And Ziegler worked hard himself, personally opening and closing the store every day, six days a week, for the first seven years he was in business. He also kept the contractor’s license he’d had has a homebuilder and used it to guide construction of new Ziggy’s facilities himself.
While Ziggy’s has had its ups and downs, and not all of its locations have survived fierce competition over the years, the company continues to thrive, according to Neil and Karl, with six stores in Eastern Washington and North Idaho.
In 2012, Ziegler told The Spokesman-Review he considered trying to compete on a larger scale by franchising Ziggy’s locations in the 1980s.
“But we didn’t want to reach out too far and get our arm cut off,” he said. “And we’ve been pretty successful. We’re not Lowe’s or Home Depot, but we found a slot that we’re comfortable in. We’ve always made money.”
That comfortable slot has kept Ziggy’s going even as retail businesses face serious challenges and the lumber business struggles.
“Our dad used to keep a list of lumber yards that had gone out of business,” Karl said. And that list of businesses located just in Spokane was “in the high 40s,” he added.
In the same 2012 interview, Ziegler said he attributed his company’s staying power to his adaptability.
“The problem was their inability to adapt to changing conditions,” Ziegler said of that long list of defunct businesses. “The only thing that’s constant is change. We’ve adapted.”
Proof of Ziegler’s adaptability came in 2010, when he was forced to close the Market Street location to make way for the North Spokane Corridor.
But his sons say their father’s business success was also a result of a steady, hands-on approach focused on the customer and built on establishing trust with people.
“He was one of the last handshake men that you knew,” Karl said. “He was the guy with the hammer in his hand, not the guy in the pickup truck barking commands.”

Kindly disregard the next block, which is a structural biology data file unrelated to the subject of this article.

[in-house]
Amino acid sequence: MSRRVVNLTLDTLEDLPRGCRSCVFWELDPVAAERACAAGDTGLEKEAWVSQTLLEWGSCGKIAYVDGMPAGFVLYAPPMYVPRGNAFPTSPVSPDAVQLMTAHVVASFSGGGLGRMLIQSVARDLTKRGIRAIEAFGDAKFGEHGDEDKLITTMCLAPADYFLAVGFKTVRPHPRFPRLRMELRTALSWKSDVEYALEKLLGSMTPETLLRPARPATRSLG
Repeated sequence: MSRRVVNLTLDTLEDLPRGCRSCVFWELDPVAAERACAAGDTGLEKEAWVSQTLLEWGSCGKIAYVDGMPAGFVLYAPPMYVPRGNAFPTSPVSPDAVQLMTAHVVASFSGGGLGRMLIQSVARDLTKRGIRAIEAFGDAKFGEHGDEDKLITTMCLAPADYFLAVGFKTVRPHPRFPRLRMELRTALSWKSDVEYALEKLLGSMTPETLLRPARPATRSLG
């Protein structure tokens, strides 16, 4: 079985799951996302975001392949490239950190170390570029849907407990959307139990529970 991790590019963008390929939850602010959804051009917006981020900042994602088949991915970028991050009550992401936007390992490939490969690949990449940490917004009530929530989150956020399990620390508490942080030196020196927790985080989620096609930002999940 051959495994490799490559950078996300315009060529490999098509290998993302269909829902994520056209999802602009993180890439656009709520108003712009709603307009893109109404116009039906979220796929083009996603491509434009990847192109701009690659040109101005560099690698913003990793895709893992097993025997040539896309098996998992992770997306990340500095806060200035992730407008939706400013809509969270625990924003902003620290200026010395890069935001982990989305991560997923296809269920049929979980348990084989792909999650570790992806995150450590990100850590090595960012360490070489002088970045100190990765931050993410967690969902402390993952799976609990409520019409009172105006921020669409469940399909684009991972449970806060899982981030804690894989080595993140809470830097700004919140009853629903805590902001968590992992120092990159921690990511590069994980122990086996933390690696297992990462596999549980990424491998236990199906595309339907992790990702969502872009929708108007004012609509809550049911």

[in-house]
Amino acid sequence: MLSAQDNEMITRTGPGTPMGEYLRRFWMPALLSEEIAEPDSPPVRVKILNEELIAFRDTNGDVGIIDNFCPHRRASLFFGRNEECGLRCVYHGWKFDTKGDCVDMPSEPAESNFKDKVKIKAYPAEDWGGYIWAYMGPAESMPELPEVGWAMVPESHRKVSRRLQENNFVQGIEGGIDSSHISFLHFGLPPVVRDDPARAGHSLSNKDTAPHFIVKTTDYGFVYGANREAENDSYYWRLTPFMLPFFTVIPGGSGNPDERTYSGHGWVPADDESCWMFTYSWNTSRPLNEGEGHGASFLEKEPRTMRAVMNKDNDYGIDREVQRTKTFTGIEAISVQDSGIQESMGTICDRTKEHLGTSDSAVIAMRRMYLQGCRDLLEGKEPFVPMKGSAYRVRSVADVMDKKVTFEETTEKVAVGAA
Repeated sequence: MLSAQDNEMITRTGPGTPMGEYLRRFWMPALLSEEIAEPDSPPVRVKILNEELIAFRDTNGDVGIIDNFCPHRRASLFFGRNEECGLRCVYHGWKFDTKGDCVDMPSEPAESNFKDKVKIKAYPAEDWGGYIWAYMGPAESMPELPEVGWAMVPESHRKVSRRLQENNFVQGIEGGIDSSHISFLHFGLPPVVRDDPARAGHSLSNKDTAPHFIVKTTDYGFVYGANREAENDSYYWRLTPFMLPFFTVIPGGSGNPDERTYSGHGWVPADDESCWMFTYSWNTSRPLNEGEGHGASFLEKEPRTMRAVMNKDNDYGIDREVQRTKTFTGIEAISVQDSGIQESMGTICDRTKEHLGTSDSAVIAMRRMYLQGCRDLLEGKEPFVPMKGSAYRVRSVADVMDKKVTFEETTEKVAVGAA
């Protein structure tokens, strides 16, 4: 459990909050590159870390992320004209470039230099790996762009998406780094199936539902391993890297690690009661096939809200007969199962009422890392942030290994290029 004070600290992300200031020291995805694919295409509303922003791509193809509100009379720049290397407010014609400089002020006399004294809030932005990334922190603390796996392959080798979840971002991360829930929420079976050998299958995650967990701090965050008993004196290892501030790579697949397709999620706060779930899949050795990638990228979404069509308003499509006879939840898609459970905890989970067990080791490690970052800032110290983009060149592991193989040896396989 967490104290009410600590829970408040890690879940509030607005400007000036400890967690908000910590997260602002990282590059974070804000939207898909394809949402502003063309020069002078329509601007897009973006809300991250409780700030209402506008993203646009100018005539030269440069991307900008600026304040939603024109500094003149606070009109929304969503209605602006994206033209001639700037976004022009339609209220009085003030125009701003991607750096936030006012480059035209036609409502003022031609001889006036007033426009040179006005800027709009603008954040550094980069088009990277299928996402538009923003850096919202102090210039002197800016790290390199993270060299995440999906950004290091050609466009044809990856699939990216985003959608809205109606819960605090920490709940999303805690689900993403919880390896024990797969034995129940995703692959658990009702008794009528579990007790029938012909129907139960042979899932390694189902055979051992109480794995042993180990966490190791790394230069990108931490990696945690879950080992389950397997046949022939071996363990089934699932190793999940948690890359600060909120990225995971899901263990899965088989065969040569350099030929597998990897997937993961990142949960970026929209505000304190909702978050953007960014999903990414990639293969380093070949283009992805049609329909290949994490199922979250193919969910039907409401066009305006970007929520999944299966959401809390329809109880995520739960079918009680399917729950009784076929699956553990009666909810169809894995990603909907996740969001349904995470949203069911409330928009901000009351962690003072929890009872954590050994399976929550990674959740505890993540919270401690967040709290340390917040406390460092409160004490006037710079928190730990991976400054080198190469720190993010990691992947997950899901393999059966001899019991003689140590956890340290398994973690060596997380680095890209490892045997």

That approach didn’t only pay off with customers. It also resonated with employees, a number of whom stayed on for decades and some of whom spent half a century with Ziggy’s.
“The family atmosphere – that was always something that was very important to my parents,” Neil said.
While Vern Ziegler was hard-working and devoted to the business, his sons said he also found ways to spend time with his family, give back to the community where he spent his entire life, serve as a mentor and pursue his various passions, especially hunting, fishing and flying airplanes.
He served six years on the Washington State Game Commission, including a year as chairman, and was active for years with the Inland Northwest Wildlife Council.
Ultimately, though, Vern Ziegler “would’ve loved to have died with his boots on,” Neil said.
While he was still stacking lumber, picking up trash and doing the other unglamorous jobs of a hands-on building supply business owner into his 80s, that didn’t quite happen.
In August 2017, Ziegler was diagnosed with Alzheimer’s disease. After that, he “started winding down,” Neil said. “He couldn’t juggle as many balls as he once did.”
His last years were spent in the care of his wife, Mary.
“He spent 80 years working and two years resting,” Neil said.
Vern Ziegler died on Feb. 6. He was 84.
A public memorial service will be held at 10:30 a.m. on March 14 at Life Center Church, 1202 N. Government Way.